The Psychology of Spinning

It’s my birthday today! Rather, it was. It’s past midnight for some of you, or an entirely new day. In my book, a new day doesn’t start until after I’ve gone to sleep and woken back up

My absence over the last month hasn’t been due to a lack of things to talk about. April was a challenge that put getting through a record setting winter to shame. On the 2nd I was in my first car accident. I’ve sat down several times to write this post, working out a paragraph or two before ripping out the page or trashing the document. The words never felt right.

An automobile is not traditionally designed for spinning. The angular momentum when propelled at 70 miles and hour is particularly destructive. It was like yelling into a fan when you’re a kid. The rushing air broke and clipped the sound. The car made contact with a guard rail and the back windshield blew out in a loud burst. Glass rained down in a glittering way, as if announcing the arrival of some deadly fairy. Suddenly I was aware of groaning metal, screaming tires and a massive amount of sound.

Fear doesn’t explain the emotion that runs through you in that moment. Neither does regret or sadness or anger. All that passed through my mind were the things I hadn’t done. I thought about my husband, who I haven’t seen in 12 months. I thought about my dog and what she would think. I hoped that no one would forget that she was allergic to pork rawhide, or that sometimes she hides when she has to go to the bathroom. In another moment, a single thought; “It’s okay.”

And then the car came to a stop in a lane, as if nothing had happened. It all seemed to happen in a few, eternal seconds.

Somehow I was okay, the other driver was okay, their car was okay. My car was another story. Sitting in the seat of a kind stranger’s cab I saw the wheels on the passenger side were bent, the bare metal blackened with the soot of burned rubber. The bumper was missing, along with various other vehicular appendages. It was totaled.

Nearly a month has passed. Just like the car, life started on a bit of a spiral – but  things have settled again. It’s a trend I hope continues.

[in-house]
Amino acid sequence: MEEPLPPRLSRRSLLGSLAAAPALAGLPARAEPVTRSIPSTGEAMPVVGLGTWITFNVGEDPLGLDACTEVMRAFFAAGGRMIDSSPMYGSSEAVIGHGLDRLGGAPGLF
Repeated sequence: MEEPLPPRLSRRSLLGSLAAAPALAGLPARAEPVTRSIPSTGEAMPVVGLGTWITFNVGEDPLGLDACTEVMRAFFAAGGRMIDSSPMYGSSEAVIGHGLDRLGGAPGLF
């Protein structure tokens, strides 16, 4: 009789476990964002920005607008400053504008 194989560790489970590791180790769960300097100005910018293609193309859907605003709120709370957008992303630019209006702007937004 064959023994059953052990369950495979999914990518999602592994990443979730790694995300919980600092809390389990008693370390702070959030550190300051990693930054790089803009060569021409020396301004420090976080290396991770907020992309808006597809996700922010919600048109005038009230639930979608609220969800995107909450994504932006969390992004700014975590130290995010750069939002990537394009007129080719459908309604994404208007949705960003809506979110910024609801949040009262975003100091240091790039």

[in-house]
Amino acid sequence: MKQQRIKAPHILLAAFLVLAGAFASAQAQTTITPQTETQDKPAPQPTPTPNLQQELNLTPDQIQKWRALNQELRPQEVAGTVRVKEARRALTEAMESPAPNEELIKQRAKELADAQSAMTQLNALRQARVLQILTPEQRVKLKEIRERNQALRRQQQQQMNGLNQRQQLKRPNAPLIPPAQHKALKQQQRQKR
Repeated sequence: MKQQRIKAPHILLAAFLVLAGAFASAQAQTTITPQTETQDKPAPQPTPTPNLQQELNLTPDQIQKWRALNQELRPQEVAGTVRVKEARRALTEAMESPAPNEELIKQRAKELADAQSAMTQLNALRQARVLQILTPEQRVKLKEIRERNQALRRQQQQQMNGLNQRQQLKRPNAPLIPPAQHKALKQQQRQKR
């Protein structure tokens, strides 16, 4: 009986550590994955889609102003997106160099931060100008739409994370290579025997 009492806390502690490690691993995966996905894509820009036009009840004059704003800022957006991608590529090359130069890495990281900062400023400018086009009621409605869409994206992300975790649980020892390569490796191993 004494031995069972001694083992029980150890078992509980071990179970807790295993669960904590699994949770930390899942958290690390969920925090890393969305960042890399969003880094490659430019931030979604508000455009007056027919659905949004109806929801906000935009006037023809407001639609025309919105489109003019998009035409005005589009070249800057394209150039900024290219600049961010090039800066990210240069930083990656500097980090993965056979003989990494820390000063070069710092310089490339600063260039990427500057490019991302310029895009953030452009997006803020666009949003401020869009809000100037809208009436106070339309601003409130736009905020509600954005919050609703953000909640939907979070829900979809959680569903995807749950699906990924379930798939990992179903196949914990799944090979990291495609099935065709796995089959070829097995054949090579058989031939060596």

9 thoughts on “The Psychology of Spinning

  1. I hydoplaned my car once, spinning across three lanes of the interstate, but luckily I hit no other cars and missed the guardrails by several yards. I understand the sense of complete loss of control, but can’t imagine how terrifying to crash and have the glass explode.
    I’m glad to read that you are doing okay and are here to write about it.
    I’m visiting from the yeah write weekly writing challenge (

    • Losing control with many pounds of metal along with you is scary every time. I’m hoping this is my first and last experience!

      Thank you for linking me to Yeah Write, I’ve been looking to start submitting my writing more seriously.

  2. And it happens SO FAST doesn’t it? Out of the blue, even. I’m so glad to hear that all turned out well. My car was hit once, I blacked out but came to just in time to see myself trying to put on the brakes before I plowed into a bridge! So weird how the body can go on autopilot like that!

    • It does happen incredibly fast. It took me many days to fully process it all. I think I slammed on the brakes immediately, no matter how many times you’re told not to do that – that autopilot function definitely takes over.

  3. I was in a car accident once. Every millisecond seemed impossibly frozen even as everything happened faster than I could blink. I hope I never experience another one.

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